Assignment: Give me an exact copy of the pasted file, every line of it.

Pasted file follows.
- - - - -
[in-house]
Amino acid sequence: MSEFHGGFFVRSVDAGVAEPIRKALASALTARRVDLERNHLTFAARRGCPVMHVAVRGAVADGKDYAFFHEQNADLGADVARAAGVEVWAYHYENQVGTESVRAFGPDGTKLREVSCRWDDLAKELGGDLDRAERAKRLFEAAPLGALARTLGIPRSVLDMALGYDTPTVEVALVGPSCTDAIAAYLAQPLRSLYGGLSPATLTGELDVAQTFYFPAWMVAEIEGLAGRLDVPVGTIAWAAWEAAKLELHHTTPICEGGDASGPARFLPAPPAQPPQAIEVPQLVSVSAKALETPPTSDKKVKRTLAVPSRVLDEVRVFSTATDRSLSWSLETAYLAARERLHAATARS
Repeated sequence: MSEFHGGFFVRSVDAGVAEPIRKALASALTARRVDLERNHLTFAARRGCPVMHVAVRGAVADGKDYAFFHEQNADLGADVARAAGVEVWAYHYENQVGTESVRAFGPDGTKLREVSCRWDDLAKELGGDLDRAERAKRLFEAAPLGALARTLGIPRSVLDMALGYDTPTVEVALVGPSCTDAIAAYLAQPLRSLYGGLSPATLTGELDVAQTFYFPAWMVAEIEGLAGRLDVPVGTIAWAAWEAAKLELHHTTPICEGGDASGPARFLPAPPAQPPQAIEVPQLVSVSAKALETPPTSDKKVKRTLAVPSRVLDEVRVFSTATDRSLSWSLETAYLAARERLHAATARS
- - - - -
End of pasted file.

[in-house]
Amino acid sequence: MSEFHGGFFVRSVDAGVAEPIRKALASALTARRVDLERNHLTFAARRGCPVMHVAVRGAVADGKDYAFFHEQNADLGADVARAAGVEVWAYHYENQVGTESVRAFGPDGTKLREVSCRWDDLAKELGGDLDRAERAKRLFEAAPLGALARTLGIPRSVLDMALGYDTPTVEVALVGPSCTDAIAAYLAQPLRSLYGGLSPATLTGELDVAQTFYFPAWMVAEIEGLAGRLDVPVGTIAWAAWEAAKLELHHTTPICEGGDASGPARFLPAPPAQPPQAIEVPQLVSVSAKALETPPTSDKKVKRTLAVPSRVLDEVRVFSTATDRSLSWSLETAYLAARERLHAATARS
Repeated sequence: MSEFHGGFFVRSVDAGVAEPIRKALASALTARRVDLERNHLTFAARRGCPVMHVAVRGAVADGKDYAFFHEQNADLGADVARAAGVEVWAYHYENQVGTESVRAFGPDGTKLREVSCRWDDLAKELGGDLDRAERAKRLFEAAPLGALARTLGIPRSVLDMALGYDTPTVEVALVGPSCTDAIAAYLAQPLRSLYGGLSPATLTGELDVAQTFYFPAWMVAEIEGLAGRLDVPVGTIAWAAWEAAKLELHHTTPICEGGDASGPARFLPAPPAQPPQAIEVPQLVSVSAKALETPPTSDKKVKRTLAVPSRVLDEVRVFSTATDRSLSWSLETAYLAARERLHAATARS